Around $34 billion, the funding shortfall for aid operations is the biggest it has ever been, the United Nations humanitarian agency (OCHA) said recently amid a time when global needs are at an all-time high, with a record 303 million people in crisis.
"The UN appeals aim to reach 204 million of the most vulnerable. Never before have humanitarians been called to respond to this level of need, and they are doing so in ever more dangerous environments," OCHA spokesperson Jens Laerke said Friday.
The cost of UN-coordinated relief projects this year is close to $50 billion, reports UNB.
Although financing pledges have reached their highest level ever - totalling more than $15 billion - needs are outpacing funds.
"This is the largest gap we've ever had; also, it is also the largest amount of donor funding that has ever been committed," Laerke said.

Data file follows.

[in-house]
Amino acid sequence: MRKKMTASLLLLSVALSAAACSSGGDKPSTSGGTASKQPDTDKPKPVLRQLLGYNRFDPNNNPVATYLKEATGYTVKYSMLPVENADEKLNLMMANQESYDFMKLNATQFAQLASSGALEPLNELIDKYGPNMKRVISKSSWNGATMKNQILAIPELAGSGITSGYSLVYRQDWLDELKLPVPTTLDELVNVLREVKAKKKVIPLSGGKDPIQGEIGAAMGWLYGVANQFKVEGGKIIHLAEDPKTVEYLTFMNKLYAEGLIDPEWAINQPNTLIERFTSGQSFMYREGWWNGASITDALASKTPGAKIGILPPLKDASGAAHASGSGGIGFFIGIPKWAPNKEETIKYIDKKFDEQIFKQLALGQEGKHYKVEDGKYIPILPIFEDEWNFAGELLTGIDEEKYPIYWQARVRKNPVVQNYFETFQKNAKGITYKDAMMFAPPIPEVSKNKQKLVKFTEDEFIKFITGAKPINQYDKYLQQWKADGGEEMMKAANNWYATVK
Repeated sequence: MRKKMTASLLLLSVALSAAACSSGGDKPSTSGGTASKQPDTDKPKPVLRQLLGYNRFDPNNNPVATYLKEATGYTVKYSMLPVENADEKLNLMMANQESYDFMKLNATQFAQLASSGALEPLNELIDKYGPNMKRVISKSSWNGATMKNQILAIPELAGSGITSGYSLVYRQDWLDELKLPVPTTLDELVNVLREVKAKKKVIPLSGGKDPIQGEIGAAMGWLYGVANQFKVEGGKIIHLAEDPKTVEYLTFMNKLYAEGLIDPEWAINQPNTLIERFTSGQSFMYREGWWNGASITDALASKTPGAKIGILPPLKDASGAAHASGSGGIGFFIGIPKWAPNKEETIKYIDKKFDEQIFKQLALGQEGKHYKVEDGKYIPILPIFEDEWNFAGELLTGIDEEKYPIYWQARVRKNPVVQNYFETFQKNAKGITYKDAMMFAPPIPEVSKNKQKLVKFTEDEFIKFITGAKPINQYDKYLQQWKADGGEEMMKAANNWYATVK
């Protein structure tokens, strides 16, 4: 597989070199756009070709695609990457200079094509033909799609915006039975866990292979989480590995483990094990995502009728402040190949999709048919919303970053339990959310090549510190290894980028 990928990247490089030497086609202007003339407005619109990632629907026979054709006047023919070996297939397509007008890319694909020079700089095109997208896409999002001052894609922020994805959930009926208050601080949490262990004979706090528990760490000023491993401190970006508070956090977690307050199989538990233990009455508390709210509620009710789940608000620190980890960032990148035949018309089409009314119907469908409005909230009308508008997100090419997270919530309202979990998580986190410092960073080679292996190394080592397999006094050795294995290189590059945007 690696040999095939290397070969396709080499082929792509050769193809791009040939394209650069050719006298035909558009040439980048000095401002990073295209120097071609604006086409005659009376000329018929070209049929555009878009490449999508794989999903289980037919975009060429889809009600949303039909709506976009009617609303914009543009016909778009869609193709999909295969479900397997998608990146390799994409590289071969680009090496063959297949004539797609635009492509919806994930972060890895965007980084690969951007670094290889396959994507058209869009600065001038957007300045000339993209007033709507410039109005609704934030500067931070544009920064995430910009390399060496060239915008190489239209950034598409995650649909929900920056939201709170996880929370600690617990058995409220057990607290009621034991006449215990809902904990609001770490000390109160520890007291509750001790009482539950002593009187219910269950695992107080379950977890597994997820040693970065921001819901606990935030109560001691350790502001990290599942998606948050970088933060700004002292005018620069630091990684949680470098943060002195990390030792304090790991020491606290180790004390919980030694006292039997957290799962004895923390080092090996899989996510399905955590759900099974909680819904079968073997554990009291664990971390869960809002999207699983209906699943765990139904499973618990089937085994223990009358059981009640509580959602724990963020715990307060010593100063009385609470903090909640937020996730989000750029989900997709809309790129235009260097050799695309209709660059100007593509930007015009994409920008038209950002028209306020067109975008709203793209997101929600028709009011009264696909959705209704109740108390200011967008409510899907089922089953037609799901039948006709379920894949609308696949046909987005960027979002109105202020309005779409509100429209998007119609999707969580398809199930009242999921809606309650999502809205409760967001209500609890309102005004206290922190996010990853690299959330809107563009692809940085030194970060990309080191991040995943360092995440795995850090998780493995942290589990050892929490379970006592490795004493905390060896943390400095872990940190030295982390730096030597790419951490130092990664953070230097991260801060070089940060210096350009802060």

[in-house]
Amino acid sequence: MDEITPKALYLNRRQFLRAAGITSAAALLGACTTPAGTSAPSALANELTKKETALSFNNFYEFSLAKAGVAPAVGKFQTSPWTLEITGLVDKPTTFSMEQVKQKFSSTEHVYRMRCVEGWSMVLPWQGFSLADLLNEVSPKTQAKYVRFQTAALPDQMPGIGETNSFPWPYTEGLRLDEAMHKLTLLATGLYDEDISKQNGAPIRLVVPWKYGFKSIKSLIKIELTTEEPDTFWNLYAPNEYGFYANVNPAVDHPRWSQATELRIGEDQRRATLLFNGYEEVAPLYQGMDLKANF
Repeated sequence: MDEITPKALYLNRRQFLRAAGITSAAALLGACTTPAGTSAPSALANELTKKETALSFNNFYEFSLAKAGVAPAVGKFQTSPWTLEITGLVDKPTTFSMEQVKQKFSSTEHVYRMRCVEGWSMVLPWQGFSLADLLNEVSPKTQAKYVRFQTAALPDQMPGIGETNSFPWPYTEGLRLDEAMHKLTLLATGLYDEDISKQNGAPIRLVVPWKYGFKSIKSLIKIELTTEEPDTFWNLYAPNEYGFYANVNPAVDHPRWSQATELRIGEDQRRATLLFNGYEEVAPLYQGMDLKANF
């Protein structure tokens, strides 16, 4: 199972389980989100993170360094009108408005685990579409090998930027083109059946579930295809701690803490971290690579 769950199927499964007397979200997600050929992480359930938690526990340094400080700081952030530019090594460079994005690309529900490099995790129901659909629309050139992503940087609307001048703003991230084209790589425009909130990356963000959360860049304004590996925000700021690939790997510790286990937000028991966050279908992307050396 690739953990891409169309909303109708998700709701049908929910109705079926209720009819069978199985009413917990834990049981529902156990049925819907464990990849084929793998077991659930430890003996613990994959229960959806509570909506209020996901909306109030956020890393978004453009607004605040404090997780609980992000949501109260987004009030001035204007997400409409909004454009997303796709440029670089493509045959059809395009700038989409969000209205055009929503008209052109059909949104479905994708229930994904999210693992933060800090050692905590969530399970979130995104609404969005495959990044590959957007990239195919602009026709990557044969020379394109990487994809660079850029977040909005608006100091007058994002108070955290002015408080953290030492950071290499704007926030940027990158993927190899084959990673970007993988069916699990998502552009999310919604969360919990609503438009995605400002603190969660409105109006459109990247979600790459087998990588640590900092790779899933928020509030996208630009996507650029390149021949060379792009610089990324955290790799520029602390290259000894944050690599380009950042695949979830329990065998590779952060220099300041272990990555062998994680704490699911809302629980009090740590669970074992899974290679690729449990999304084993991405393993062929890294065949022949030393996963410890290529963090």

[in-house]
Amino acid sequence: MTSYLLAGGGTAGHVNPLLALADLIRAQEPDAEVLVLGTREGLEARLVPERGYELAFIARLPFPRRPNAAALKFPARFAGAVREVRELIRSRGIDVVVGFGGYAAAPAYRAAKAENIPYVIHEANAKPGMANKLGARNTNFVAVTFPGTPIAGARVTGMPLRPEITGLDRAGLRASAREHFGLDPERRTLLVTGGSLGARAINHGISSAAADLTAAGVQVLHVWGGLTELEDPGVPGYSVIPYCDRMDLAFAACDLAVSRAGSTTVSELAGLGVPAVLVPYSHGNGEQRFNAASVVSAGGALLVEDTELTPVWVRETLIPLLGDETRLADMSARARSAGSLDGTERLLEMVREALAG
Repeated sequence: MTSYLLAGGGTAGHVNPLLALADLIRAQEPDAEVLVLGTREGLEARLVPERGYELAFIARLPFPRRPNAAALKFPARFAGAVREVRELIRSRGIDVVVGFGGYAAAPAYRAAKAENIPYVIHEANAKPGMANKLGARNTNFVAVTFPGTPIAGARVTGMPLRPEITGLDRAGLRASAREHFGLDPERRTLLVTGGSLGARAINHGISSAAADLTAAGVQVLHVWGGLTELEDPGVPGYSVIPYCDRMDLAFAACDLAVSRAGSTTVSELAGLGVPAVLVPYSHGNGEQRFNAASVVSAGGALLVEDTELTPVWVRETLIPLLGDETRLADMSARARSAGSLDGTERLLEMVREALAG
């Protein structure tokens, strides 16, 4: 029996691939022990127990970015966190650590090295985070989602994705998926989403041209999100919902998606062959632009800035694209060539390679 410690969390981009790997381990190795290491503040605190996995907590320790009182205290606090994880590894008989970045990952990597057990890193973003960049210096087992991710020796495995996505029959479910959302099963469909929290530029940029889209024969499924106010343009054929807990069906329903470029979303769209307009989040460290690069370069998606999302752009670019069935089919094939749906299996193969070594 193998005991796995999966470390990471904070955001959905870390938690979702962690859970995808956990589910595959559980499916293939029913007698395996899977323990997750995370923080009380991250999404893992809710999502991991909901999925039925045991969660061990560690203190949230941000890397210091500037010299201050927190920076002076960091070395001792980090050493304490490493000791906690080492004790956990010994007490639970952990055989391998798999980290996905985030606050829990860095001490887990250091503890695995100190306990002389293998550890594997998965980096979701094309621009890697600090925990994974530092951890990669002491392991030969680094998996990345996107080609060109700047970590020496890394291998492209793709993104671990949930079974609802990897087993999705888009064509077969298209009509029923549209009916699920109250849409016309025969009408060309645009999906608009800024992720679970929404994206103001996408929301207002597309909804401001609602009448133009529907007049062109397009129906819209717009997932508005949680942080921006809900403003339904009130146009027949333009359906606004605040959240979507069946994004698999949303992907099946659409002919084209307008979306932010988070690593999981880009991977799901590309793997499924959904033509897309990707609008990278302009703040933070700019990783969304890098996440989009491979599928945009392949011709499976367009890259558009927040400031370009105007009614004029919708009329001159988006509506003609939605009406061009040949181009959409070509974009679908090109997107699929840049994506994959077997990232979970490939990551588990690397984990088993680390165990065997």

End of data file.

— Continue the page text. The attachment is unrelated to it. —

"However, the needs in the world are rising much, much faster than the donor funding is coming in."
According to data from the non-governmental organisation Humanitarian Outcomes, with which the UN partners annually to highlight these statistics, more than 140 aid workers were killed in the line of duty last year - the highest number of fatalities since 2013.
Another 203 aid workers were injured and 117 were kidnapped last year.
The OCHA said: "The most violent countries for aid workers continue to be South Sudan, followed by Afghanistan and Syria."
According to Humanitarian Outcomes, 168 aid workers have been attacked so far this year, leading to 44 fatalities.